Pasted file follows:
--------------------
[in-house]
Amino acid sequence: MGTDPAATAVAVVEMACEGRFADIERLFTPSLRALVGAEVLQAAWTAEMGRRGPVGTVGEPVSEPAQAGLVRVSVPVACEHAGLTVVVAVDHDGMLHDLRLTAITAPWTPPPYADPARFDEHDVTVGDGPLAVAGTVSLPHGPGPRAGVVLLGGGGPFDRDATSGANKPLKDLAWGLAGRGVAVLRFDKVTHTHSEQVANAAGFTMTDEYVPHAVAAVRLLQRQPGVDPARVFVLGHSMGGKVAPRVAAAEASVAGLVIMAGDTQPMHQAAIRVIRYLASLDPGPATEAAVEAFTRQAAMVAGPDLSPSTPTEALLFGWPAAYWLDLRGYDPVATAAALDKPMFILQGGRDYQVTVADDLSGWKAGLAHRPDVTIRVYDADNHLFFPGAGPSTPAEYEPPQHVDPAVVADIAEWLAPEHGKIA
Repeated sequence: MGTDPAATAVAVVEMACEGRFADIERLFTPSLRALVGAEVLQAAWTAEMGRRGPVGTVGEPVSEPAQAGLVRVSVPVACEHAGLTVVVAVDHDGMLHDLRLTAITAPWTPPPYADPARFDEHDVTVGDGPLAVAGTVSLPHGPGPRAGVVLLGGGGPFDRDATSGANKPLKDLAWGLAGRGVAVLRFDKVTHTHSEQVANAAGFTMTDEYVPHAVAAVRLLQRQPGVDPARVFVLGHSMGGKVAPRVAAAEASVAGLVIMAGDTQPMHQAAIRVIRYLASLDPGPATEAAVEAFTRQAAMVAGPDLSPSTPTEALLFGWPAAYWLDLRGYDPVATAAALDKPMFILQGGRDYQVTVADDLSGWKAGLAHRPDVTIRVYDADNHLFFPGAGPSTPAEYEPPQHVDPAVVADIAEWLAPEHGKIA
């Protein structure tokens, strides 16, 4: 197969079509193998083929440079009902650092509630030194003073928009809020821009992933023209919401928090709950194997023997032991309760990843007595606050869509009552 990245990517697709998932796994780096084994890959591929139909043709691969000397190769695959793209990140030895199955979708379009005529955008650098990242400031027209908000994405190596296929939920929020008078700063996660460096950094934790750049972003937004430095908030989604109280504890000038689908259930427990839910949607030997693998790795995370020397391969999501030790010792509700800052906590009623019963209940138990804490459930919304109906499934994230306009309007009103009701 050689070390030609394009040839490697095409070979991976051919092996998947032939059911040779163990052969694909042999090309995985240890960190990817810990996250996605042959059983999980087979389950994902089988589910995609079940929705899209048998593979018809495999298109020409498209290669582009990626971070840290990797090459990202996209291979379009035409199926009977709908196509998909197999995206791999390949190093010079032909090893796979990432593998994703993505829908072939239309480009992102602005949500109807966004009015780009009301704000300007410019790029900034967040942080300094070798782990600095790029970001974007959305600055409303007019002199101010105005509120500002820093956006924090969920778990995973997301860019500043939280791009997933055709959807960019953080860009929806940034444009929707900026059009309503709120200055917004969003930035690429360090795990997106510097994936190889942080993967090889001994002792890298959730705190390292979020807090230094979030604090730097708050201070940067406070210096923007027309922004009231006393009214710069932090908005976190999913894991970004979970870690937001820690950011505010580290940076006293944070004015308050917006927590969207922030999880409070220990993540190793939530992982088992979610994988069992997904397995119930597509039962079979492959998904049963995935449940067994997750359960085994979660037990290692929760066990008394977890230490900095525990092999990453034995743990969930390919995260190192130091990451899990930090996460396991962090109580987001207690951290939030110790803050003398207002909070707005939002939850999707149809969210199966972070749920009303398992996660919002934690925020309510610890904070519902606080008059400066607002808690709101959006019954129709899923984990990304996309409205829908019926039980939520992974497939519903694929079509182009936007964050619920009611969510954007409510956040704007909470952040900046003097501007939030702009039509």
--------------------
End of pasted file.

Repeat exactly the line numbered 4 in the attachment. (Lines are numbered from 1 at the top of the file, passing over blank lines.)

């Protein structure tokens, strides 16, 4: 197969079509193998083929440079009902650092509630030194003073928009809020821009992933023209919401928090709950194997023997032991309760990843007595606050869509009552 990245990517697709998932796994780096084994890959591929139909043709691969000397190769695959793209990140030895199955979708379009005529955008650098990242400031027209908000994405190596296929939920929020008078700063996660460096950094934790750049972003937004430095908030989604109280504890000038689908259930427990839910949607030997693998790795995370020397391969999501030790010792509700800052906590009623019963209940138990804490459930919304109906499934994230306009309007009103009701 050689070390030609394009040839490697095409070979991976051919092996998947032939059911040779163990052969694909042999090309995985240890960190990817810990996250996605042959059983999980087979389950994902089988589910995609079940929705899209048998593979018809495999298109020409498209290669582009990626971070840290990797090459990202996209291979379009035409199926009977709908196509998909197999995206791999390949190093010079032909090893796979990432593998994703993505829908072939239309480009992102602005949500109807966004009015780009009301704000300007410019790029900034967040942080300094070798782990600095790029970001974007959305600055409303007019002199101010105005509120500002820093956006924090969920778990995973997301860019500043939280791009997933055709959807960019953080860009929806940034444009929707900026059009309503709120200055917004969003930035690429360090795990997106510097994936190889942080993967090889001994002792890298959730705190390292979020807090230094979030604090730097708050201070940067406070210096923007027309922004009231006393009214710069932090908005976190999913894991970004979970870690937001820690950011505010580290940076006293944070004015308050917006927590969207922030999880409070220990993540190793939530992982088992979610994988069992997904397995119930597509039962079979492959998904049963995935449940067994997750359960085994979660037990290692929760066990008394977890230490900095525990092999990453034995743990969930390919995260190192130091990451899990930090996460396991962090109580987001207690951290939030110790803050003398207002909070707005939002939850999707149809969210199966972070749920009303398992996660919002934690925020309510610890904070519902606080008059400066607002808690709101959006019954129709899923984990990304996309409205829908019926039980939520992974497939519903694929079509182009936007964050619920009611969510954007409510956040704007909470952040900046003097501007939030702009039509």